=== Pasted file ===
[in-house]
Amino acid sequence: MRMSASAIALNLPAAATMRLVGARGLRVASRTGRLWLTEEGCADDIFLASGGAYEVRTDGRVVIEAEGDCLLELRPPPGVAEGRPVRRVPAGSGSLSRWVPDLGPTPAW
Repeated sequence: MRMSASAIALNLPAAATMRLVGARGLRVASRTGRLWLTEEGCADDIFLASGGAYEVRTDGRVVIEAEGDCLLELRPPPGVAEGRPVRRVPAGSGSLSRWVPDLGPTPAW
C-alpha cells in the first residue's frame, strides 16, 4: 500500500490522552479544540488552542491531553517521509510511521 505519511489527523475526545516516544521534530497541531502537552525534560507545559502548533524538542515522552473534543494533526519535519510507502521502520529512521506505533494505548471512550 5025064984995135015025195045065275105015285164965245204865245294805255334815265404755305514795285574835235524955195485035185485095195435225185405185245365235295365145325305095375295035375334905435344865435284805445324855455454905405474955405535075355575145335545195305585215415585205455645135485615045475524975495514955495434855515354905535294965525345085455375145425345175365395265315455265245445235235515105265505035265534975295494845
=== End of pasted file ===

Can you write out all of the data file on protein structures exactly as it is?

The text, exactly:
[in-house]
Amino acid sequence: MRMSASAIALNLPAAATMRLVGARGLRVASRTGRLWLTEEGCADDIFLASGGAYEVRTDGRVVIEAEGDCLLELRPPPGVAEGRPVRRVPAGSGSLSRWVPDLGPTPAW
Repeated sequence: MRMSASAIALNLPAAATMRLVGARGLRVASRTGRLWLTEEGCADDIFLASGGAYEVRTDGRVVIEAEGDCLLELRPPPGVAEGRPVRRVPAGSGSLSRWVPDLGPTPAW
C-alpha cells in the first residue's frame, strides 16, 4: 500500500490522552479544540488552542491531553517521509510511521 505519511489527523475526545516516544521534530497541531502537552525534560507545559502548533524538542515522552473534543494533526519535519510507502521502520529512521506505533494505548471512550 5025064984995135015025195045065275105015285164965245204865245294805255334815265404755305514795285574835235524955195485035185485095195435225185405185245365235295365145325305095375295035375334905435344865435284805445324855455454905405474955405535075355575145335545195305585215415585205455645135485615045475524975495514955495434855515354905535294965525345085455375145425345175365395265315455265245445235235515105265505035265534975295494845